Doug was born on Jan. 9, 1930, in Harlem, New York, to a Caribbean-born father and an American mother. He was the oldest of three siblings, having a younger brother and younger sister. He joined the army at the age of 17; after his discharge, he worked for a short while in the CORE voter registration drive. Doug explained, “I was totally committed to civil rights, voter registration and fair housing.”

He moved to San Francisco in 1972. He worked in several different occupations, including traffic controller, officer manager and in the poverty program.

He and his long time partner Cindy got married on Sept. 9, 2010, in the Palo Alto Veterans’ Hospital where he was hospitalized and died of suspected lung cancer.

With his passing, The Doug of Edwards has left behind his newly wedded wife, Cindy, a son from his first marriage, five grandsons, three daughters, a host of friends, musicians, radio station KPFA, radio audiences and his many jazz and other CDs and albums.

As one writer noted, “One of the things that set Doug Edwards apart as a programmer and as a human being is an abiding commitment to the community in which he resides.”

The family is planning a program in memory of the one-of-a-kind jazz programmer. The public will be notified.

Sam Edwards, founder of Friends of Negro Spirituals, can be reached at sedwards@stanford.edu. KPFA producer and co-host Gabrielle Wilson can be reached at msgabrielle.wilson@gmail.com.

6 thoughts on “Jazz activist The Doug of Edwards has died

  1. stephenie hendricks

    So very sad to hear of Doug's passing. He was the last of a treasured few – those who knew and supported the local jazz community while keeping the memories of our national jazz greats alive in our hearts. He's a very hard act to follow, and we were blessed with the time we had with him and his great ear for exceptional music. We will miss you Doug!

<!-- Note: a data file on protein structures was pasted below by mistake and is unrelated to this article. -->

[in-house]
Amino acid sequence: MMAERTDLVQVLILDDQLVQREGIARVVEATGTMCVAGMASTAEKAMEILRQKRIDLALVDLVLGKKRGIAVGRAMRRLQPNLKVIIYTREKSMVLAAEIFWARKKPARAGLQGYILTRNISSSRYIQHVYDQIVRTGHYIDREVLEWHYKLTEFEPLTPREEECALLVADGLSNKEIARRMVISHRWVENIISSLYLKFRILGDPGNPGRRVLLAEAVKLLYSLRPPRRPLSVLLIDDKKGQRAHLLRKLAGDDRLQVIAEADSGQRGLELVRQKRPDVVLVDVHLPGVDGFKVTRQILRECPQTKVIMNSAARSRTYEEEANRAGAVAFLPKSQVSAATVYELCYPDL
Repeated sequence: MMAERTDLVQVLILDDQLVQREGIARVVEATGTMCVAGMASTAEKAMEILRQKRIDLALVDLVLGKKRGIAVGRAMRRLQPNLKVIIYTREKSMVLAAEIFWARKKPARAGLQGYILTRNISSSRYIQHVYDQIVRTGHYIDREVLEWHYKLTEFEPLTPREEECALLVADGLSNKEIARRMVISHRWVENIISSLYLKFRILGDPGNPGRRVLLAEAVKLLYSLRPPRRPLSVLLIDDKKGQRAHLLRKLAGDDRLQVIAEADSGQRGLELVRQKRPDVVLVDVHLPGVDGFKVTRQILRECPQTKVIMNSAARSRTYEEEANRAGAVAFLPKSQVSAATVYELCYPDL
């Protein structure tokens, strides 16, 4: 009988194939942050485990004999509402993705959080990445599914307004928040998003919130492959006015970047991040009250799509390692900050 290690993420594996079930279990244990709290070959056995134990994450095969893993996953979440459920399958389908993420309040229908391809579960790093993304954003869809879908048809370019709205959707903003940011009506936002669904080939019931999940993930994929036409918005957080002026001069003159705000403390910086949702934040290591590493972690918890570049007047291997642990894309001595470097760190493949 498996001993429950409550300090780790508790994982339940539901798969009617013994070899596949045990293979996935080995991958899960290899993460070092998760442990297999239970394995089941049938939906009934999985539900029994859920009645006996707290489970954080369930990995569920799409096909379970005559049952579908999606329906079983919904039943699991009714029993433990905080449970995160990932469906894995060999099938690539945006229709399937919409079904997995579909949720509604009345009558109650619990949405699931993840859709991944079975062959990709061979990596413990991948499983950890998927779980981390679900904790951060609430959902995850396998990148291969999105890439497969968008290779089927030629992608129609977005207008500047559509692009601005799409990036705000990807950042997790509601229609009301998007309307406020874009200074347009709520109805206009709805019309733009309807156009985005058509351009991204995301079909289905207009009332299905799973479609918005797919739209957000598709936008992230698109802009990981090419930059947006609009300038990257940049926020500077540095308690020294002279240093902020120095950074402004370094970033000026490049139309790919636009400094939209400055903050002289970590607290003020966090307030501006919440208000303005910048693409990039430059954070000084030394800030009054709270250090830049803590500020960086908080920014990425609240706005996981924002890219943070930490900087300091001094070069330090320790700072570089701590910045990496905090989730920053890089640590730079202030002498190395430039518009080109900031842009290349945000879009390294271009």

Reply
  2. Loreen Little

    We have known Doug for many years. He was a kind, dedicated and wonderful friend. He always had something nice to say to me and he love my husband's playing (Mark Little).
    Prayers for Cindy and his family for this time of needed comfort. His memories will live on and he would
    want us to continue to inspire and find our purpose in life.

    Reply
  3. Melanie O'Reilly/Jazz on the Bay

    A man in a million , Doug Edwards. He was indeed a giant in his field who gave so much to the jazz world, and inspired us with his passion for music, for cultural tradition, and for human rights. When we first arrived in the Bay Area as celtic jazz musicians from Ireland, Doug gave us an incredible welcome and made us feel part of the community. It was an honor and a privilege to have known him and to interview him on “Jazz on the Bay”.
    We will miss you Sir Doug of Edwards. We won’t see your like again.

    Reply
  4. Duane Deterville

    I will truly miss the distinctive voice of Doug Edwards in the middle of the night serving up the most sublime selections of Jazz that any music lover could want. He was very gracious with his time and experience. He was truly an activist for the music as well. I can remember when the whole Yoshi's debacle broke out publicly. Yoshi's neglecting to put a single black musician on their anniversary CD, Doug was on the air fearlessly, succinctly and insightfully calling them out and holding them accountable.

    He also participated in the Sankofa Cultural Institute's first panel discussion called "Jazz the Black Aesthetic" adding great insight and expertise to the other commentators.

    May you rest with the honored ancestors Doug. I hope that you are announcing tunes for Trane, Miles and Monk in the peaceful place that you resided in now.

    Reply

Leave a Reply

BayView Classifieds - ads, opportunities, announcements
TOP STORES
RingCentral
Rebtel
Phone.com